Corridos have seen a renaissance in the 21st century. Contemporary corridos feature contemporary themes such as drug trafficking (narcocorridos), immigration, migrant labor and even the Chupacabra.
Corridos, like rancheras, have introductory instrumental music and adornos interrupting the stanzas of the lyrics. However, unlike rancheras, the rhythm of a corrido remains fairly consistent. The corrido has a rhythm similar to that of the European waltz; rancheras can be banda, played at a variety of rhythms. Corridos often tell stories, while rancheras are for dancing.
Notable corrido singers
- Concha Michel
- Los Cadetes de Linares
- Carlos y Jose
- Chalino Sánchez
- Ramon Ayala
- Roberto Tapia
- Los Tigres del Norte
- Cipriano Vigil
- José Alfredo Jiménez
- Betow Quintanilla
- Rigo "El Gansito" Solis
- Los Tucanes de Tijuana
- Martin castillo
- Gerardo Ortiz
The corrido was originally performed as a melodically simple tune with guitar accompaniment. It was performed in waltz time and now commonly adopts a polka rhythm. Since the commercialization of the corrido, it is often performed by conjuntos produced professionally by recording companies.
- 2006 - Al Otro Lado (To the Other Side). Directed by Natalia Almada.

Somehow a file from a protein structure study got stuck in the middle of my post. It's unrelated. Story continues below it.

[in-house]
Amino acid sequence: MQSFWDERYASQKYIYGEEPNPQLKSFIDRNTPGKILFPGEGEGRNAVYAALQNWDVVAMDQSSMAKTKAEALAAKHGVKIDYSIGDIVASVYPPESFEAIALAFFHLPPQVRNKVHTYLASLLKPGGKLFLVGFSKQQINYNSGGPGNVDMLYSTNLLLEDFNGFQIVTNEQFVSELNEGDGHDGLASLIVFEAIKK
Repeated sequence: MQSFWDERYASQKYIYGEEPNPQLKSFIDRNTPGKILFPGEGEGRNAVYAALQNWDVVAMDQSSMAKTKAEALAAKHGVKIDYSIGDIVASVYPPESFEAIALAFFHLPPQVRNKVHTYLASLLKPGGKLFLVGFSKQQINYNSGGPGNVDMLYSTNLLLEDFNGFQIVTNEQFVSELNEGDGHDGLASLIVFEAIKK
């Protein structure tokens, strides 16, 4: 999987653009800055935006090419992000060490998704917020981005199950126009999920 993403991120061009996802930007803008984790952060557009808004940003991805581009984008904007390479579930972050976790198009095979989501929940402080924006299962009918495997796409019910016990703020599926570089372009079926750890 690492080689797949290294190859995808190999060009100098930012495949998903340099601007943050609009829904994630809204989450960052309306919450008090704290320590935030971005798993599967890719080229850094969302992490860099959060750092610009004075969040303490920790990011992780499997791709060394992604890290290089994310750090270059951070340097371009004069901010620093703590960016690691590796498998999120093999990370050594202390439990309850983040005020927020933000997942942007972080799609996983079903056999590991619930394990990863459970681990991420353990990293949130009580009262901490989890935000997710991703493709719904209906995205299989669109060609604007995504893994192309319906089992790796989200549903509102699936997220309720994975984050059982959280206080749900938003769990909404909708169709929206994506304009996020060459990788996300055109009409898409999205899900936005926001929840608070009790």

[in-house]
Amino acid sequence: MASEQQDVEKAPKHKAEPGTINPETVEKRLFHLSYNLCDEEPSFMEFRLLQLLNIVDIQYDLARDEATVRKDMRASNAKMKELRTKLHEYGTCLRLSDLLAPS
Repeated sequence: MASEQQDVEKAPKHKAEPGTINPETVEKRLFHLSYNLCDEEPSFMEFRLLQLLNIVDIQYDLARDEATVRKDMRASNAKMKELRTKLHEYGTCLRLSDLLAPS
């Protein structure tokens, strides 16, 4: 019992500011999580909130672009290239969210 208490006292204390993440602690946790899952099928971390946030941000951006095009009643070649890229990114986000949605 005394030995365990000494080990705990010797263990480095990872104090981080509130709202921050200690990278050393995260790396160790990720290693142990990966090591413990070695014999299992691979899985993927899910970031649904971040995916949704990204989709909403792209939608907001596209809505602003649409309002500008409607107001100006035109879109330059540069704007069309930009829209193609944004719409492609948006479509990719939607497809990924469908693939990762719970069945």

- 2007 - El Violin (The Violin) directed by Francisco Vargas
- 2008 - El chrysler 300: Chuy y Mauricio Directed by Enrique Murillo
- 2009 - El Katch (The Katch) Directed by Oscar Lopez
- Walkowitz, Daniel. Memory and the impact of political transformation in public space. p. 255.
- Davis, Mike. Ecology of Fear: Los Angeles and the Imagination of Disaster. p. 269.
- Americo Paredes. With His Pistol in His Hand: A Border Ballad and its Hero (Austin: University of Texas Press, 1958)
- Richard Flores. "The Corrido and the Emergence of Texas-Mexican Social Identity" (Journal of American Folklore, Vol. 105, Spring 1992)
- Dan Dickey. The Kennedy Corridos: A Study of the Ballads of a Mexican American Hero (Center for Mexican-American Studies, University of Texas at Austin, 1978)
- Merle Simmons. The Mexican Corrido as a Source of an Interpretive Study of Modern Mexico, 1870–1950 (Bloomington: Indiana University Press, 1957).
- Narcocorrido, includes a variety of information about the contemporary scene, including a page of topical corrido lyrics and one on the censorship of corridos in Mexico.
- The Genesis and Development of the Mexican Corrido with complementary information and a research proposal. (Spanish)
- Corridos performed by folklorist Dr. Americo Paredes from the Texas - Mexico border.
- Summary of the corrido for the Handbook of Texas Online.
- Corridos Sin Fronteras - Ballads Without Borders - This bilingual web site teaches the history of Mexico through corridos.
- The Mexican corrido A short overview with archive photos, audio samples and translations (also in Spanish.)
- Mexico: Trouble in Culiacán, Pulitzer Center on Crisis Reporting